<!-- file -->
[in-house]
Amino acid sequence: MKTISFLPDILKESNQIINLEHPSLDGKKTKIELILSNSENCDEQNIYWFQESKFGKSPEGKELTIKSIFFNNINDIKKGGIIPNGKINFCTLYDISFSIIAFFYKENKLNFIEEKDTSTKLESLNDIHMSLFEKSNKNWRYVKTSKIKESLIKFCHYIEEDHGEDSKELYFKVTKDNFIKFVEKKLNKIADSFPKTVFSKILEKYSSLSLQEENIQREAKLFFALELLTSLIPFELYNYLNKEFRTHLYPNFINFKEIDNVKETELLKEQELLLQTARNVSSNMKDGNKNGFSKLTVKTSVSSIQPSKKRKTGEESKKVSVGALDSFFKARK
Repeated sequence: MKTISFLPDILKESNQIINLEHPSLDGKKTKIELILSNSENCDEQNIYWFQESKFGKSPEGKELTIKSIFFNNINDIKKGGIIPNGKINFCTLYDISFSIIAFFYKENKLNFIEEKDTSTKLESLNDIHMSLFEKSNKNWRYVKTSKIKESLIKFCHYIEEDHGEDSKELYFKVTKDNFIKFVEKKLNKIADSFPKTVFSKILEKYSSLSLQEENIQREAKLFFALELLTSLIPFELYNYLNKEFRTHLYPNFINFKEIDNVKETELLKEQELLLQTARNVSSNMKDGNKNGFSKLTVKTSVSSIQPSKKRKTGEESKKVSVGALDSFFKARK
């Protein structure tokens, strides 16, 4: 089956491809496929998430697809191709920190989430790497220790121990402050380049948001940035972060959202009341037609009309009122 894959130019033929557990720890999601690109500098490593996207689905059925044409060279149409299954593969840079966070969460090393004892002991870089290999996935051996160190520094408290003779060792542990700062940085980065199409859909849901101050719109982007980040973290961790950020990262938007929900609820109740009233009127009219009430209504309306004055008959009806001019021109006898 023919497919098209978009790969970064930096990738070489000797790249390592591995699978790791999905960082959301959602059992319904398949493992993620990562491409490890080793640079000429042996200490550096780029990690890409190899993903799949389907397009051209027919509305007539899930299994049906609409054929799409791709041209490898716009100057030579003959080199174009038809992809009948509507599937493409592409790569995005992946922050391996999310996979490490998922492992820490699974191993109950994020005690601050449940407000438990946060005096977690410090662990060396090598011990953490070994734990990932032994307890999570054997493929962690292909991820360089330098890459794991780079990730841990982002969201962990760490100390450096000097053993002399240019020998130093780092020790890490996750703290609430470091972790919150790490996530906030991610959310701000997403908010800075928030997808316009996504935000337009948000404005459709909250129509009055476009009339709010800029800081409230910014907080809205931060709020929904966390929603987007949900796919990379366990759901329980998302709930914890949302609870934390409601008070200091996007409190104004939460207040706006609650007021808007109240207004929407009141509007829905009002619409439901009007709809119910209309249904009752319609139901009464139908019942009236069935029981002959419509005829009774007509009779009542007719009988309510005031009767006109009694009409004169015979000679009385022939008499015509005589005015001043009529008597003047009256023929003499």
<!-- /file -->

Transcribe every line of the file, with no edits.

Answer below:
[in-house]
Amino acid sequence: MKTISFLPDILKESNQIINLEHPSLDGKKTKIELILSNSENCDEQNIYWFQESKFGKSPEGKELTIKSIFFNNINDIKKGGIIPNGKINFCTLYDISFSIIAFFYKENKLNFIEEKDTSTKLESLNDIHMSLFEKSNKNWRYVKTSKIKESLIKFCHYIEEDHGEDSKELYFKVTKDNFIKFVEKKLNKIADSFPKTVFSKILEKYSSLSLQEENIQREAKLFFALELLTSLIPFELYNYLNKEFRTHLYPNFINFKEIDNVKETELLKEQELLLQTARNVSSNMKDGNKNGFSKLTVKTSVSSIQPSKKRKTGEESKKVSVGALDSFFKARK
Repeated sequence: MKTISFLPDILKESNQIINLEHPSLDGKKTKIELILSNSENCDEQNIYWFQESKFGKSPEGKELTIKSIFFNNINDIKKGGIIPNGKINFCTLYDISFSIIAFFYKENKLNFIEEKDTSTKLESLNDIHMSLFEKSNKNWRYVKTSKIKESLIKFCHYIEEDHGEDSKELYFKVTKDNFIKFVEKKLNKIADSFPKTVFSKILEKYSSLSLQEENIQREAKLFFALELLTSLIPFELYNYLNKEFRTHLYPNFINFKEIDNVKETELLKEQELLLQTARNVSSNMKDGNKNGFSKLTVKTSVSSIQPSKKRKTGEESKKVSVGALDSFFKARK
């Protein structure tokens, strides 16, 4: 089956491809496929998430697809191709920190989430790497220790121990402050380049948001940035972060959202009341037609009309009122 894959130019033929557990720890999601690109500098490593996207689905059925044409060279149409299954593969840079966070969460090393004892002991870089290999996935051996160190520094408290003779060792542990700062940085980065199409859909849901101050719109982007980040973290961790950020990262938007929900609820109740009233009127009219009430209504309306004055008959009806001019021109006898 023919497919098209978009790969970064930096990738070489000797790249390592591995699978790791999905960082959301959602059992319904398949493992993620990562491409490890080793640079000429042996200490550096780029990690890409190899993903799949389907397009051209027919509305007539899930299994049906609409054929799409791709041209490898716009100057030579003959080199174009038809992809009948509507599937493409592409790569995005992946922050391996999310996979490490998922492992820490699974191993109950994020005690601050449940407000438990946060005096977690410090662990060396090598011990953490070994734990990932032994307890999570054997493929962690292909991820360089330098890459794991780079990730841990982002969201962990760490100390450096000097053993002399240019020998130093780092020790890490996750703290609430470091972790919150790490996530906030991610959310701000997403908010800075928030997808316009996504935000337009948000404005459709909250129509009055476009009339709010800029800081409230910014907080809205931060709020929904966390929603987007949900796919990379366990759901329980998302709930914890949302609870934390409601008070200091996007409190104004939460207040706006609650007021808007109240207004929407009141509007829905009002619409439901009007709809119910209309249904009752319609139901009464139908019942009236069935029981002959419509005829009774007509009779009542007719009988309510005031009767006109009694009409004169015979000679009385022939008499015509005589005015001043009529008597003047009256023929003499």